• On Understanding Types, Data Abstraction, and Polymorphism
    Pour la rentrée de PWL Paris, Nicolas Rolland propose de nous intéresser à "On Understanding Types, Data Abstraction, and Polymorphism" de Luca Cardelli. http://lucacardelli.name/Papers/OnUnderstanding.A4.pdf Le programmeur est inevitablement confronté a 4 challenges dans sa pratique: les bugs, l'abstraction, l'interfacage avec des API, la maintenabilité. Dans ces quatre domaines, les types s'annoncent comme de veritables sesames, comme en temoigne leur utilisation sans cesse plus etendue chez des grands noms comme Facebook. Cet article, toujours aussi moderne malgré son âge, explore ce que sont les types et comment ils peuvent structurer notre pratique logicielle au delà de l'Agile, du TDD, du scrum etc.. Nicolas Rolland : Avec plusieurs casquettes, dont celle de programmeur, principalement fonctionnel (haskell, ocaml, etc..), j'aime apporter des réponses théoriques puissantes aux problèmes pratiques. Dans la revolution digitale qui n'en est qu'à ses balbutiements, il est important de réfléchir au delà de sa pratique afin d'anticiper les changements à venir, et c'est ce que je vous propose de faire ensemble.

    Criteo

    32 Rue Blanche · Paris

    9 commentaires
  • Paul Feyerabend's Against Method
    It's with great pleasure to announce that we'll have Tomas Petricek (http://tomasp.net/), PhD student at University of Cambridge, functional programer, and F# enthusiast, presenting on the 1975 book -- Against Method: Outline of an Anarchist Theory of Knowledge (https://en.wikipedia.org/wiki/Against_Method) by Paul Feyerabend (https://en.wikipedia.org/wiki/Paul_Feyerabend). This will be a little different! There's no open-access PDF version of the book around, but you can find at bookstores, Amazon (http://www.amazon.com/Against-Method-Paul-Feyerabend/dp/1844674428), or on the Internet... or so I've heard. Intro How is computer science research done? What we take for granted and what we question? And how do theories in computer science tell us something about the real world? Those are some of the questions that may inspire computer scientist like me (and you!) to look into philosophy of science. I’ll present the work of one of the more extreme (and interesting!) philosophers of science, Paul Feyerabend. In “Against Method”, Feyerabend looks at the history of science and finds that there is no fixed scientific methodology and the only methodology that can encompass the rich history is ‘anything goes’. We see (not only computer) science as a perfect methodology for building correct knowledge, but is this really the case? To quote Feyerabend: Science is much more 'sloppy' and 'irrational' than its methodological image. I’ll be mostly talking about Paul Feyerabend’s “Against Method”, but as a computer scientist myself, I’ll insert a number of examples based on my experience with theoretical programming language research. I hope to convince you that looking at philosophy of science is very much worthwhile if we want to better understand what we do and how we do it as computer scientists! Bio Tomas Petricek (http://tomasp.net/) (@tomaspetricek (https://twitter.com/tomaspetricek)) recently submitted his PhD thesis at University of Cambridge on context-aware programming languages. He is active in the functional programming community, contributes to various F# open-source libraries, writes and talks about F# and offers trainings and consulting at fsharpWorks (http://www.fsharpworks.com/). When he isn’t writing equations or code, he enjoys reading philosophy of science books and occasionally publishes an essay (http://tomasp.net/blog/tag/philosophy/) combining philosophy and computer science.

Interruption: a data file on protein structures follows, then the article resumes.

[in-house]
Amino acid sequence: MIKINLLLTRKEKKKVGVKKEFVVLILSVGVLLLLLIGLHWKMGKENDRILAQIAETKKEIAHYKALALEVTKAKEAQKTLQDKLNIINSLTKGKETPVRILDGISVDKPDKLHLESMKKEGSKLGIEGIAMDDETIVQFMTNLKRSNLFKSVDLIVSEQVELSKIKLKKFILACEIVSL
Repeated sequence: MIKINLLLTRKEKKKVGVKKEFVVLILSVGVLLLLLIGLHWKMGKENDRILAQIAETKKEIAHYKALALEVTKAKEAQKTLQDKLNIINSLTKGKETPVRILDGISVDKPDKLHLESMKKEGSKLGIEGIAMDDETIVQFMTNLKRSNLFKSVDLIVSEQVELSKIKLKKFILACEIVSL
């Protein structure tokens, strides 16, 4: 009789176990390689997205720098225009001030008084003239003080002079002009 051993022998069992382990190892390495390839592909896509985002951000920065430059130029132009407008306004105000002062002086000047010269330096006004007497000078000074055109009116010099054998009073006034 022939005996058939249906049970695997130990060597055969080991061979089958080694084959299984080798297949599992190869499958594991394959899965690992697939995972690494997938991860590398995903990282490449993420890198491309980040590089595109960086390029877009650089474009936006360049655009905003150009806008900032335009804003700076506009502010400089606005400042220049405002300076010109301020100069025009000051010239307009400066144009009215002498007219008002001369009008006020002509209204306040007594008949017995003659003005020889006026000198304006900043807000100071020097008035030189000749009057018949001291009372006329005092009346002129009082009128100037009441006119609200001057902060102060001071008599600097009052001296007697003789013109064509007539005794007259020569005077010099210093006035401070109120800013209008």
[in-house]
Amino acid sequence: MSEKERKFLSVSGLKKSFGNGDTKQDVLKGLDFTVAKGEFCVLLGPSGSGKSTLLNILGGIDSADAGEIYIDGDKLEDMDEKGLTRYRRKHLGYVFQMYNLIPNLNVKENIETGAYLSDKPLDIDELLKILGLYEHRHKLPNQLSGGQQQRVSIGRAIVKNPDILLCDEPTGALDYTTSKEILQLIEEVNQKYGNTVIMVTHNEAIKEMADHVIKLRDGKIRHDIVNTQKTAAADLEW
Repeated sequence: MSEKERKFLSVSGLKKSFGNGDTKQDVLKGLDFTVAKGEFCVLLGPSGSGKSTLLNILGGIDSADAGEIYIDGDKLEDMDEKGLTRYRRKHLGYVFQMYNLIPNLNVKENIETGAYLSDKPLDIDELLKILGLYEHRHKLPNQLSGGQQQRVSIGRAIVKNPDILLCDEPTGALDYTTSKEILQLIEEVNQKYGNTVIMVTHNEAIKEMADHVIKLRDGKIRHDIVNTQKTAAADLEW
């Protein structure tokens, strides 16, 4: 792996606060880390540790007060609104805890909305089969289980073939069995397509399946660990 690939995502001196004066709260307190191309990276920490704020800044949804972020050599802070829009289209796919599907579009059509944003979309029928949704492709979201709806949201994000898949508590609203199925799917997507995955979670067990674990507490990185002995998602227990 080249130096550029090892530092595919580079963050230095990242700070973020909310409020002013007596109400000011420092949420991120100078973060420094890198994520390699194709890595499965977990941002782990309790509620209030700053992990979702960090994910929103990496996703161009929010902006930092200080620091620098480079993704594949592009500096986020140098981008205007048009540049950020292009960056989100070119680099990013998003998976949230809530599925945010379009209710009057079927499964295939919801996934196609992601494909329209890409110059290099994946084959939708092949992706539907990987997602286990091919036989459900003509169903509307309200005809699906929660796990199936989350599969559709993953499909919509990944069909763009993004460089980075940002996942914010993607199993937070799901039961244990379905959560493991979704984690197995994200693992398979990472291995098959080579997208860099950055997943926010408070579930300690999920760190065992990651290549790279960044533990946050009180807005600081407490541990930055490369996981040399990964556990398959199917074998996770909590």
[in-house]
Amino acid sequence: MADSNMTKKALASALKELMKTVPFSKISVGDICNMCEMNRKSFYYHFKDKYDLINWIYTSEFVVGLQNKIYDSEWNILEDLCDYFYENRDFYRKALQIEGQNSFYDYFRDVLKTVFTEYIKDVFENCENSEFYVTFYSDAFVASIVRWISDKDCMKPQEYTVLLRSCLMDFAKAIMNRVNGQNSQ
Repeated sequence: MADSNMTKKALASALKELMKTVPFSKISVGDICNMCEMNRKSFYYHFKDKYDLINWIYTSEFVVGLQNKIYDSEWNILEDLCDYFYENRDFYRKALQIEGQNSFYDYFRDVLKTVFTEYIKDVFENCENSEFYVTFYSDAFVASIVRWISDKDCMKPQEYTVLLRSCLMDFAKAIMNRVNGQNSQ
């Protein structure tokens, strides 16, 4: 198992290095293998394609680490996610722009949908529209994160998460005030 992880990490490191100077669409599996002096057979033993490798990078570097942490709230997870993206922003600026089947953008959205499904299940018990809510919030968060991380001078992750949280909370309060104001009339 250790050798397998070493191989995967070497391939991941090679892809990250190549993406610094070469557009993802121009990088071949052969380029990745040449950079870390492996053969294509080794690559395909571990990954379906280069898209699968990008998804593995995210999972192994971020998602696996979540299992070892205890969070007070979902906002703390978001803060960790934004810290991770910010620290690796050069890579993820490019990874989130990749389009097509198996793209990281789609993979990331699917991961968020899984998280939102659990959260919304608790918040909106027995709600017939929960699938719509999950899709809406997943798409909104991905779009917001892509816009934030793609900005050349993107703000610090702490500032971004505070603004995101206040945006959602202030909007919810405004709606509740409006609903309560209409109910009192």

Talent.io

    13 rue d'Uzès, 75002 · Paris

    5 commentaires
  • A Gentle Introduction to RTB Mathematics
    About the talk In this talk we will discuss the paper Optimal Real Time Bidding Strategies which provides a mathematical model of RTB auctions with the aim of fully solving the media-buying problem on a given audience: maximizing a KPI under a limited budget. As we will show, this can be achieved by using stochastic control techniques. Once the model is presented, we will discuss some interesting consequences both from the scientific point of view (e.g. bandits, prediction etc.) and from the industry point of view. https://arxiv.org/abs/1511.08409 About the speaker Engineer from Ecole Polytechnique and PhD in Mathematics (stochastic control theory, stochastic approximation, algorithmic trading), Joaquin Fernandez-Tapia is an active industrial researcher in the topic of mathematical optimization, control and online learning of low-latency auction systems.